I agree that our perceptions can be untrustworthy, especially when ruled by emotion and fear rather than rational, objective thought. I also accept the fact that my own perceptions are flawed and limited, which is why I seek to learn and expand my knowledge and understanding.
Human beings are a combination of both emotion and intellect (in varying amounts). We all rely on our own judgment, to certain degrees, on a daily basis as we would't be able to function otherwise. We can at least "trust" ourselves that much. I agree its limited as we human beings are limited, but I see this as a part of life, we work with what we have, and at the same time, we also seek to improve ourselves in order to better achieve our goals.
Evidence and fact, like this discussion, these words, and life in general, seems to be highly interpretable. Some would argue that its not (interpretable), some of it is physically evident, some isn't (eg theory - though scientists would argue that their definition of theory is - facts supported by evidence). Either way, people can have endless discussions on this subject if they feel that their interpretations of the evidence is justified. Be it through conviction or stubborness, one can choose what makes the most sense and so the "Truth" changes according to each individual. This is why I don't call for evidence, the evidence is largely here, all around us, in nature, people, books, scriptures. We just interpret it differently.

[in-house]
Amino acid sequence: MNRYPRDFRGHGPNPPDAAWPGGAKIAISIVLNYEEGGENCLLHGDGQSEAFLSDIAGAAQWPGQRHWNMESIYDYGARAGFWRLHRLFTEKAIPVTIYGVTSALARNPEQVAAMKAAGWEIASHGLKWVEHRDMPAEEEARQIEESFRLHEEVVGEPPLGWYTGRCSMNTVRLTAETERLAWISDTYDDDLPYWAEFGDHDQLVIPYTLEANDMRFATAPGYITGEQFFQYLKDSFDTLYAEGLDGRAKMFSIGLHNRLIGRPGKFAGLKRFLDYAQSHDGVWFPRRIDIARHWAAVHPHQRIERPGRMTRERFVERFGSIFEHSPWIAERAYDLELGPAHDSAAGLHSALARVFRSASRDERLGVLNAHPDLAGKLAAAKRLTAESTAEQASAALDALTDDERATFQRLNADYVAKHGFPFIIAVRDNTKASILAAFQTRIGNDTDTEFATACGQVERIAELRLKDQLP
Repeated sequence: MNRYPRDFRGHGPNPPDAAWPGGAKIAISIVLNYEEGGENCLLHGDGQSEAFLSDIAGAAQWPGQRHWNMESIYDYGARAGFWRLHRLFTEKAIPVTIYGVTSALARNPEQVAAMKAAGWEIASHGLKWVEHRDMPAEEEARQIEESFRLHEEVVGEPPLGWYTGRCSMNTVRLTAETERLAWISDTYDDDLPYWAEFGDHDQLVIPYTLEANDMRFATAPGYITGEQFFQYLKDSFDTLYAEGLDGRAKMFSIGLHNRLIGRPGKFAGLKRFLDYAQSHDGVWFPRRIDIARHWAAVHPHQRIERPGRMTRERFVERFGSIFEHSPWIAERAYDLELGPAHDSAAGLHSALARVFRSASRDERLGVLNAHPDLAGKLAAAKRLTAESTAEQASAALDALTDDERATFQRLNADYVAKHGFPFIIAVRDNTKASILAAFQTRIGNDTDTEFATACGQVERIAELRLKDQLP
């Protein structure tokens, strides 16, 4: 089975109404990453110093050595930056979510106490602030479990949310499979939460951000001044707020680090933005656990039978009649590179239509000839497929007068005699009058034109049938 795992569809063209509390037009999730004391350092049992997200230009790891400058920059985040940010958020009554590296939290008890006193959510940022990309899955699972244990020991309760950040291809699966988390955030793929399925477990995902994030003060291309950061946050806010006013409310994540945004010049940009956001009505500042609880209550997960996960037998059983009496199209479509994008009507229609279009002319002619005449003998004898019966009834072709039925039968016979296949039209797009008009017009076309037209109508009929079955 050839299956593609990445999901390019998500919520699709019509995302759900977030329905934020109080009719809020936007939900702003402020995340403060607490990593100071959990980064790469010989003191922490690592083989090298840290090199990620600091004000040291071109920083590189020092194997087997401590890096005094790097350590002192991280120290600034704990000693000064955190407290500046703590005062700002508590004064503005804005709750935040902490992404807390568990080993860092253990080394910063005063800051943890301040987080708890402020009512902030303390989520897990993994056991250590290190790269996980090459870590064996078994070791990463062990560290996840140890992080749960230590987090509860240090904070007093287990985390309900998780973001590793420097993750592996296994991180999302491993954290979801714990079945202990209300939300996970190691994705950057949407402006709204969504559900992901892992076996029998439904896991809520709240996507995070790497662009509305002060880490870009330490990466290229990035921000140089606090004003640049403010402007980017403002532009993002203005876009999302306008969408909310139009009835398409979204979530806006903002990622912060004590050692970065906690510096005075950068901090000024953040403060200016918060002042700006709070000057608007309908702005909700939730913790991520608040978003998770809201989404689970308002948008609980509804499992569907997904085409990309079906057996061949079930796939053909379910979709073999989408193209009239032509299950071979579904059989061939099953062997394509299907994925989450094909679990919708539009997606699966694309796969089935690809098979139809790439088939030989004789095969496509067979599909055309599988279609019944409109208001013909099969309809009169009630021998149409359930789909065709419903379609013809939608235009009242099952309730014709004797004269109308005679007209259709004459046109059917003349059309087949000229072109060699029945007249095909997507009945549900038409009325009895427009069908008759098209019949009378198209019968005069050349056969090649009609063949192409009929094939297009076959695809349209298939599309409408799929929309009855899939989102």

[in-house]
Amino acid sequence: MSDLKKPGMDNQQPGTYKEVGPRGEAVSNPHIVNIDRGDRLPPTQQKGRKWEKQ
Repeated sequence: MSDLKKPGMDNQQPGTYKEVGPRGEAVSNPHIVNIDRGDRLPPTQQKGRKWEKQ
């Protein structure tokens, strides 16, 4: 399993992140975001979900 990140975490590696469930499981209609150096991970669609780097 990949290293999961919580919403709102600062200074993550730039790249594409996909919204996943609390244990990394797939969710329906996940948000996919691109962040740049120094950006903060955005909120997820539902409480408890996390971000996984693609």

"I know you exist, but I'm going to do what I want".
This not what I am saying at all. At the very beginning I stated;
"I appreciate, respect and fear (ie. I am in awe of) God in the myriad of aspects that I am able to recognize. I strive to be a decent person and to treat others with the same appreciation, respect (and fear) because I feel it is necessary to do so for all aspects of Creation/God."